Part Two: Maternality
Until 15 February, Richard Saltoun.
From writer, art historian and curator Catherine McCormack comes a group exhibition that explores maternal politics and embodiment. Featuring works by, amongst others, Eleanor Antin, Helen Benigson, Judy Chicago, and including Robyn Leroy-Evans’ Because I Love You, 2017 (pictured), the show focuses on themes of reproduction and the materiality of maternal bodies – without holding back on the visuals. An eye-opening, multi-disciplinary exhibition on the beauty and brutality of early motherhood.
41 Dover Street, W1S (020 7637 1225; richardsaltoun.com)
5 March-11 April, Duke of York’s Theatre
Starring actor, comedian, screenwriter and all-round national treasure, Jennifer Saunders, Noël Coward’s 1941 comedy returns to the West End for a strictly limited six-week run. Novelist Charles Condomine and his second wife Ruth are haunted at a séance when an eccentric medium inadvertently conjures up the ghost of Charles’s first wife, Elvira. In its first outing at the height of World War II, Blithe Spirit proved a popular distraction. Such light relief will not be lost on today’s audiences. It’s just the tonic, in fact.
104 St. Martin’s Lane, WC2N (0844 871 7623; thedukeofyorks.com)
Gianfranco Zappettini: The Golden Age
7 February-11 April, Mazzoleni
This Mayfair exhibition focuses on a completely new series of paintings by the Italian artist. Investigating the symbolic meaning of gold, not just as a precious material but as metaphysical and spiritual perfection, Zappettini, whose studies in Taoism, Zen, and Sufism are intrinsic to his work, proves gold to be so much more than a colour on his palette.
27 Albemarle Street, W1S (020 7495 8805; mazzoleniart.com)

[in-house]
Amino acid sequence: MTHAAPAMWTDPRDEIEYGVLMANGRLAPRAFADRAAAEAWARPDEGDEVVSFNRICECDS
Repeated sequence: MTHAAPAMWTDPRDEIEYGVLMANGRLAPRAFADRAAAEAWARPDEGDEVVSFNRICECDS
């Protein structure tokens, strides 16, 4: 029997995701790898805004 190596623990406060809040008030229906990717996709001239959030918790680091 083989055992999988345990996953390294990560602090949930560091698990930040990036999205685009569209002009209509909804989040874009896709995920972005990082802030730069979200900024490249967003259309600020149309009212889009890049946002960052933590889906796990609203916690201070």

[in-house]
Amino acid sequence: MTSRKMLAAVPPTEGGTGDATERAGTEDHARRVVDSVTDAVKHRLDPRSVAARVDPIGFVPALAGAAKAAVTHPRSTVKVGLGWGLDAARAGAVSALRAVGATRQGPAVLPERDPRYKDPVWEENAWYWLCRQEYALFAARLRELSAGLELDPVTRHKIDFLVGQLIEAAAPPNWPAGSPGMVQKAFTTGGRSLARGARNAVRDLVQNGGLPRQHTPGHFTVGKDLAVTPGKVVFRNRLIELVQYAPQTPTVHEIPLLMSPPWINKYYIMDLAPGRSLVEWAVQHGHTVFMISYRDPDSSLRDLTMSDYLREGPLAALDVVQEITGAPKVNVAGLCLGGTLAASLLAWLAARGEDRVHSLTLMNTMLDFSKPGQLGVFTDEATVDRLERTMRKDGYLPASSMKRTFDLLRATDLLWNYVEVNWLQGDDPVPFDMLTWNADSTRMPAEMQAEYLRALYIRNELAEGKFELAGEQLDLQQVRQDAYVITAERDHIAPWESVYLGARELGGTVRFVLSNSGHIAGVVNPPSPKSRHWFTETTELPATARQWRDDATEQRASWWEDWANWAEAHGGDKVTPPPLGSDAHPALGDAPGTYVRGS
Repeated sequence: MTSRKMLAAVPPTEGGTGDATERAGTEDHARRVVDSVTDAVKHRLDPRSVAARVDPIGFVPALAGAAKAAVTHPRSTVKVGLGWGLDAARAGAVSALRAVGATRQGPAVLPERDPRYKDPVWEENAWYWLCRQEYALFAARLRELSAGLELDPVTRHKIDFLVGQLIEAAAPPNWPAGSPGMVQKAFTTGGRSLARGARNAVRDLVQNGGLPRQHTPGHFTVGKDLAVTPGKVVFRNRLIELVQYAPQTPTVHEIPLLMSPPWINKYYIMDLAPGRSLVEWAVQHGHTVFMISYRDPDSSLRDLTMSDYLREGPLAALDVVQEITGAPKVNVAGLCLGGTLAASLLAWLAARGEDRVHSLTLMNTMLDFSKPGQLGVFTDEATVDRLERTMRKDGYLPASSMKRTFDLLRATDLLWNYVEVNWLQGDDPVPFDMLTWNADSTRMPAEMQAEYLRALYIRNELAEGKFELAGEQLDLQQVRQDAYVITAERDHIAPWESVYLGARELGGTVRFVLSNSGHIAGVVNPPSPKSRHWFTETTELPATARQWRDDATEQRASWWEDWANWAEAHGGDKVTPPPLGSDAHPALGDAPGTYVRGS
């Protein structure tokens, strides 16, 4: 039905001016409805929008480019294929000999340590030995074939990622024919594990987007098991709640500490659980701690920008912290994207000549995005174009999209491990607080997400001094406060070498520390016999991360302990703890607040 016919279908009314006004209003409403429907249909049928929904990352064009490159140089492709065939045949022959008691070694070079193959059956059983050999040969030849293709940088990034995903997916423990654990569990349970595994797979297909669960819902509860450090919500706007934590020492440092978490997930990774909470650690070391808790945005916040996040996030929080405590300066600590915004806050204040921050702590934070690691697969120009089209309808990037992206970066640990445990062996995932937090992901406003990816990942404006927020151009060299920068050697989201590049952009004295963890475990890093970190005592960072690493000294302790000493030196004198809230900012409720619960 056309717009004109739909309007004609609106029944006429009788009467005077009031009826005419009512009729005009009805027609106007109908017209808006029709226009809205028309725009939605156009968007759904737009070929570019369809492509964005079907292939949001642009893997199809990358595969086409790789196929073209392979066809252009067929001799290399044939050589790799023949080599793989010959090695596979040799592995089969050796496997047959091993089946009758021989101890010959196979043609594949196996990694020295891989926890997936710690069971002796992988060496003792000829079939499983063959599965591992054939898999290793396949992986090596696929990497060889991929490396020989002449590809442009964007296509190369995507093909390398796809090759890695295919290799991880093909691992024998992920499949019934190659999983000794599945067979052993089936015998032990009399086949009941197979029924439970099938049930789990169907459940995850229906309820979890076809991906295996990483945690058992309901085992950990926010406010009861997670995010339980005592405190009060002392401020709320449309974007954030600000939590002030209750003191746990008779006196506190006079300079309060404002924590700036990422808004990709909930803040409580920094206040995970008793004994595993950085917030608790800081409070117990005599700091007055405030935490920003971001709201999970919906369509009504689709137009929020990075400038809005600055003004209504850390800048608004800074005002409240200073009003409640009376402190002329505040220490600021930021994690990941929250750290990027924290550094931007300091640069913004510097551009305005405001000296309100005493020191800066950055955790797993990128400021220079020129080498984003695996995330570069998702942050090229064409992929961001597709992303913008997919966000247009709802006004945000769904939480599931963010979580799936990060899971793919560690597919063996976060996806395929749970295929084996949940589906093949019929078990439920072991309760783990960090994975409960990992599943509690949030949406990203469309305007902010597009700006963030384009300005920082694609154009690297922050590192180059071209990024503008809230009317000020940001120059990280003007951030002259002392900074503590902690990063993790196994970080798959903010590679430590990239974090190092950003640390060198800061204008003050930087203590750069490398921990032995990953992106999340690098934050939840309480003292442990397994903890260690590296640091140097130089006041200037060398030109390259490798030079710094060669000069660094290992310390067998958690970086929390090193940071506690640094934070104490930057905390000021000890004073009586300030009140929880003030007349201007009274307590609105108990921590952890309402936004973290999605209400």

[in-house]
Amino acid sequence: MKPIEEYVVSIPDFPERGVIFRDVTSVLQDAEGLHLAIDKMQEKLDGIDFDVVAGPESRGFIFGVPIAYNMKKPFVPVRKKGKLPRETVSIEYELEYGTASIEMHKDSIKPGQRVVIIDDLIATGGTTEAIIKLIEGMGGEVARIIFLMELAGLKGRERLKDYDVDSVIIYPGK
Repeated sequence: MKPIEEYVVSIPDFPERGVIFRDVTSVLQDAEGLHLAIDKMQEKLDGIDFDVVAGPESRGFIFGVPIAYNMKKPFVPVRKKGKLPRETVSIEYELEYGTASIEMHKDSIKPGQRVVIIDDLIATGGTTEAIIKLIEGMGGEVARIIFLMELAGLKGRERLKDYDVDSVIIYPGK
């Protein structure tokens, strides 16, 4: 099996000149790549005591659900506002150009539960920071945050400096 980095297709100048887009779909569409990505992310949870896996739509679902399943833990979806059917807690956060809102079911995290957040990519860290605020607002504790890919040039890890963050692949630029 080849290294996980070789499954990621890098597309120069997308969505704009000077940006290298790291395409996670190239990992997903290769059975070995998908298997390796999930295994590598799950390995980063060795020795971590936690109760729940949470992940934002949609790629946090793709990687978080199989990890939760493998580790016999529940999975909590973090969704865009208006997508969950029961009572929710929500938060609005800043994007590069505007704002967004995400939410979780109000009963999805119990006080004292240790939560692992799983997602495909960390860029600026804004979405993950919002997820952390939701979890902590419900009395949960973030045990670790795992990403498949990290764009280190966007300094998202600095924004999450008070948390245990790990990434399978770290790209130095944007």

The Listed Property Show
8-9 February, Olympia London
There are 1.3 million listed building owners across England and Wales, and a fair few of them are right here in the Capital. Whether you’re already on the ‘listed’ list and thinking of renovating your home, or you’re considering buying a listed property and feeling rather daunted by the prospect, take note. This weekend-long expo will give you the chance to meet with experts offering advice on everything from mortgages to maintenance; house history to energy efficiency. Expect practical demonstrations, panel talks, and invaluable one-to-one chats.
Hammersmith Road, W14 (01795 844939; lpoc.co.uk)
Until 27 February, ENO
Bizet’s Carmen is widely considered one of the greatest operas ever written, and with good reason: it combines passion, high drama, beautiful storytelling and of course, those epochal melodies –Escamillo’s rousing Toreador Song is enough to make even seasoned opera-goers leap from their seats. Calixto Bieito’s 2020 production, sung in English, is set at the tail-end of Franco’s regime in the ’70s and features mezzo Justina Gringytė in the title role with Ashley Riches as Escamillo, while rising stars Sean Panikkar (José) and Nardus Williams (Micaëla) are set to make their ENO debuts.
Coliseum, St Martin’s Lane, WC2N (020 7845 9300; eno.org)
Until 13 June, Wyndham’s Theatre
In a world premier, Sonia Friedman Productions presents a brand new play by Tom Stoppard. Leopoldstadt
is directed by Patrick Marber (who last collaborated with the playwright on Travesties in 2017) and promises to be Stoppard’s most humane and heart-breaking drama to date. Set in Vienna, it is the story of a family who made good – but it was not to last. In the fifty years that follow, they discover what it really means to be Jewish in the first half of the 20th century. A passionate play of love, endurance and loss, and one that’s not to be missed.
Charing Cross Road, WC2H (0844 482 5151; leopoldstadtplay.com)